Ghost Cult Magazine Review

New England oppressive black metal/industrial act Invertia released their self-titled album over the spring and, for the uninformed, oppressive black metal is exactly what it sounds like. There are, in fact, other industrial black metallers, like France’s N.K.V.D., and what separates this sound from the majority of other post-black metal acts is the heavy use of digital sounds to create a mangled, twisted soundscape. Invertia utilizes digital sounds well enough that the world they create is one no one wants to live in.

Starting off with ‘Facility Of The Feeble’, digital sounds come into play and segue into a majorly thrashing riff, coupled with a crushing drum track. This is black metal on drugs; the track ‘A Glowing Of Gray’ is an amalgamation of industrial-rock flavor and disjointed riffs. The drum tracking gets faster until it turns into pure noise. Tim Winson’s digital prowess far exceeds expectations; his ability to morph and distort typical analog instruments into a giant cacophony of noise is unprecedented. Dave Coppola handles all the analog instruments, including vocals, ranging from blood-curdling, soaked-in-black growls to incantation like shrills.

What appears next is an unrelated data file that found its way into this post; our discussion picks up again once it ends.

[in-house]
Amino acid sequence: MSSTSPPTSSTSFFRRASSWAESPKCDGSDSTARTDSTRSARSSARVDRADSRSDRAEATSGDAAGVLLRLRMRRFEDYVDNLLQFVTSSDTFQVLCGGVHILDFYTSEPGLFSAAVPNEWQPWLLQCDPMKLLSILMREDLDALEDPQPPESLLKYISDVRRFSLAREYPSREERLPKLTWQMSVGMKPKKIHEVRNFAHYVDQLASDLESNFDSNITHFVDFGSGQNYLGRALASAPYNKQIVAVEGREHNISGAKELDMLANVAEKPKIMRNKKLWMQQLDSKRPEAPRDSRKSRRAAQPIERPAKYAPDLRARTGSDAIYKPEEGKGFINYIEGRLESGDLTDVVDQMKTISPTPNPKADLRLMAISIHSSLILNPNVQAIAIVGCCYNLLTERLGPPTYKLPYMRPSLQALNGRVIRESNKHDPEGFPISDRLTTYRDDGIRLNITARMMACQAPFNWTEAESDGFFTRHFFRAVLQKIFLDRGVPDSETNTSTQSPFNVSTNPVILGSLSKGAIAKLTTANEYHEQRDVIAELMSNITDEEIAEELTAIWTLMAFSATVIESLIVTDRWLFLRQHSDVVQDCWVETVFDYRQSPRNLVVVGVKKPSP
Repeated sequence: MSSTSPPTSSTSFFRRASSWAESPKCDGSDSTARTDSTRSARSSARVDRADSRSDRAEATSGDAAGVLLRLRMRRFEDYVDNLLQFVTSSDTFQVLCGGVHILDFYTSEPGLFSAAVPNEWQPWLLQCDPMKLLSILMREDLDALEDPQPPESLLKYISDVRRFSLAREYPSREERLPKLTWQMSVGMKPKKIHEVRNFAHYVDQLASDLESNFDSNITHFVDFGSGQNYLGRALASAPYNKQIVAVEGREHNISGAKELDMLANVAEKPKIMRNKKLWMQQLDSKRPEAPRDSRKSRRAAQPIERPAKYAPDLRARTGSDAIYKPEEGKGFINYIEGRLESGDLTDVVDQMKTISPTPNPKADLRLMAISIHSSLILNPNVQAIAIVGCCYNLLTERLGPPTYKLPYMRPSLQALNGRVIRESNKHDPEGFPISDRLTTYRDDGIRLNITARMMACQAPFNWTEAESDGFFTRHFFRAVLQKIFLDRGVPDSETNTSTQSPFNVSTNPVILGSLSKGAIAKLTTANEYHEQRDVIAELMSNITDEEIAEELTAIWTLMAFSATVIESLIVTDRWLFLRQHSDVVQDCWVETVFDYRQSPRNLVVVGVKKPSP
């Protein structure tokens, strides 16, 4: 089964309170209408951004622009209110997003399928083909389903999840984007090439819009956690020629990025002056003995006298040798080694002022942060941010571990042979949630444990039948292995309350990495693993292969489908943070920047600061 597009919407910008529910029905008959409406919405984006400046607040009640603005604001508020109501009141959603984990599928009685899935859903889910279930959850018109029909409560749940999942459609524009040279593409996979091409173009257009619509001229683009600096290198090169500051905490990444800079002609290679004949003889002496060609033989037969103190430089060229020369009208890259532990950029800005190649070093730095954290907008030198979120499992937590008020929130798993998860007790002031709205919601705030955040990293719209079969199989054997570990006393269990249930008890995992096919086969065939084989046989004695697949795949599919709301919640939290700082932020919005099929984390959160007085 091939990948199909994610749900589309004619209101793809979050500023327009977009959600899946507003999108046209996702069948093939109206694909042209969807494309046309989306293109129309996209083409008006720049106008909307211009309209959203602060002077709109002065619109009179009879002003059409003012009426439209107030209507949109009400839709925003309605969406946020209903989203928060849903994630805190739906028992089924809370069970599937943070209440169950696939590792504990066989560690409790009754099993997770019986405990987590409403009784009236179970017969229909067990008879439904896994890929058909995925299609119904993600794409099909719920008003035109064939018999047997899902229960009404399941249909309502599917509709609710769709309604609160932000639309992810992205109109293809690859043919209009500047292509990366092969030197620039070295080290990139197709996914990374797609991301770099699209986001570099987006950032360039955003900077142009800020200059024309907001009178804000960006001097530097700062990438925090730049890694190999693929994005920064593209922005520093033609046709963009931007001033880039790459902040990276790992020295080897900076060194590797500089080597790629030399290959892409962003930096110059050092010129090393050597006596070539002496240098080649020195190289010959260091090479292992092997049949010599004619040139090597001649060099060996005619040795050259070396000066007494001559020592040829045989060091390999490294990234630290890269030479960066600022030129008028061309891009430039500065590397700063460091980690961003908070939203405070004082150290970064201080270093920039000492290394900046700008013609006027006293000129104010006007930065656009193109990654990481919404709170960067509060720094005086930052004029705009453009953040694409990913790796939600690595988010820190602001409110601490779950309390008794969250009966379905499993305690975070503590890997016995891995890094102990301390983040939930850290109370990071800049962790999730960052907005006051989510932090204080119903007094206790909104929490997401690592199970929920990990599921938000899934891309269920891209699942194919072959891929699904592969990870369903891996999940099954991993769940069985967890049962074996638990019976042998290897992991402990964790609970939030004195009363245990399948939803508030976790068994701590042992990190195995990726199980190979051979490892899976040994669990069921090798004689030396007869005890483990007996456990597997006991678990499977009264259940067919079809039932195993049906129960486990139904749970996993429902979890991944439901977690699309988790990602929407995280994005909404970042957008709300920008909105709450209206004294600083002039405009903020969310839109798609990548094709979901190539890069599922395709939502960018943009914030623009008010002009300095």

Most of the tracks bleed together and offer little variation aside from differently placed digital sounds. ‘Crimson’ is by and large the most different, however, offering up a thrash metal type solo in the middle of the track. The tracks are short, which can be a good thing, but it leaves little for variation. ‘Blasphemy Be My Name’ is the longest track, clocking in at around six minutes. It’s a track less furious, and it inches along at almost a crawl, rather than the breakneck speed Invertia played on previous tracks.

Their new single, ‘The Sidewinding’, is full of stop-start moments and sampling. A blistering five minutes full of blast beats and digital noise, coupled with furious riffing makes for a track that is demonstrably more interesting. It follows a strict path, however, from spider-like riff patterns to intense blast beats, going from one moment to the next feels exhausting.

Unlike all the post-black metal bands to come out of the underground, the blending of industrial music with the respective metal genre falls into category of unique. Although it can get wearisome and the tracks meld together like they’ve been knit, Invertia cannot be discredited for the lack of trying to create something wholly different than everyone else.

7/10

Bill Haff

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